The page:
Transformations in R&D and for R&D Magazine.
You may notice something a little bit different about this issue of R&D Magazine.
While others arc scaling back their print products, we've made a commitment to improving the quality, look and feel of our publication in 2019. Going forward, R&D Magazine is now a larger and more robust publication--with more pages, more special sections and more expert viewpoints and insights from R&D leaders across industry, academia and government. We've improved the quality of the paper and updated the design for a more modern, easy-to-read feel. We've also increased how often R&D Magazine will come to your door, publishing bi-monthly in 2019.
Why have we made these changes? The field of R&D is transforming, so it's only fitting that we--a publication that represents R&D professionals--transform as well. We want to push ourselves to be better, in the same way that our readers are transforming their laboratories and businesses and redefining what it means to be innovative every day.
In this issue we highlight some of those transformations. Our cover story takes a look at the American Innovation Index (An)1*, the first comprehensive study to quantify and rank the innovativeness of U.S. companies based on their customers' perceptions. One of the key takeaways from the index is that the definition of what it means to be innovative has transformed in recent years. Consumers are no longer just looking at which companies arc making the biggest splash in the market, they arc also looking at social innovativeness--the company's impact on social factors, such as the environment and human rights.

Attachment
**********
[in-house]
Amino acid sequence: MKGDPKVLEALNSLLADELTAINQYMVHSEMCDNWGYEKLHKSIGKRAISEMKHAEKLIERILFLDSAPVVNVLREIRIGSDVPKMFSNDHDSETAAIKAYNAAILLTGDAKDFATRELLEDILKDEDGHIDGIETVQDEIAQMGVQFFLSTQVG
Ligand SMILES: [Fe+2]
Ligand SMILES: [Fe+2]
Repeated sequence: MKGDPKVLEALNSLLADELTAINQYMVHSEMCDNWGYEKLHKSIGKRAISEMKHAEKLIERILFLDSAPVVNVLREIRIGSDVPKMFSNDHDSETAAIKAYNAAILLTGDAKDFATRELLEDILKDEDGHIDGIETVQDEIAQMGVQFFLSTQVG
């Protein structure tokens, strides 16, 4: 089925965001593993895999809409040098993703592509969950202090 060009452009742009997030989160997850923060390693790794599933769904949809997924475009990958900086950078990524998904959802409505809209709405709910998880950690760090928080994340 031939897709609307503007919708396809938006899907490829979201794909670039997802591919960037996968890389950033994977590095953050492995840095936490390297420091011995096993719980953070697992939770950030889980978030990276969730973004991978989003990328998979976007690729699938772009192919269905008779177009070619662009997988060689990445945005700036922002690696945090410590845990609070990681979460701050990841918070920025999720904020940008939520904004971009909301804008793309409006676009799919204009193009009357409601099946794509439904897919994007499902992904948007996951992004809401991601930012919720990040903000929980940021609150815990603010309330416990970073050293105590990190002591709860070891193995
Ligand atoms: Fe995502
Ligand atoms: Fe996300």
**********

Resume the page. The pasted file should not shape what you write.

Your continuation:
This issue also features insights from researchers at the National Energy Technology Laboratory (NETL), a group that is no stranger to innovative transformation. When the coal industry started seeing a downturn due its declining use as an energy resource, NETL researchers got creative and starting developing applications for high-valued carbon products and materials made from coal.
Chemists have had to make similar transformations as customers become more concerned with the environmental impacts of plastics. In this issue, we also include a perspective from Dow Chemical that outlines how the plastics industry is responding to this shift with new technologies and innovative R&D that aims to use less, recycle more and reduce the impact of what escapes to the environment.
Our new format gives us an even greater ability to highlight more R&D professionals that are transforming their industries. In our new "Rising Innovator" department we feature a team that created a sensor that has the potential to transform how doctors identify bacterial infections. In another new department, "R&D 100: Looking Back," we highlight a novel technology poised to revolutionize security screenings--and it was a 2018 R&D 100 awardee.
Those are just a few examples of all of the innovators highlighted in this issue. We hope that their stories inspire you to take on whatever transformation--whether it be in your R&D activities or elsewhere--you are hoping to make in 2019.
R&D Magazine Editor-in-chief
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|Publication:||R & D|
|Date:||Feb 1, 2019|
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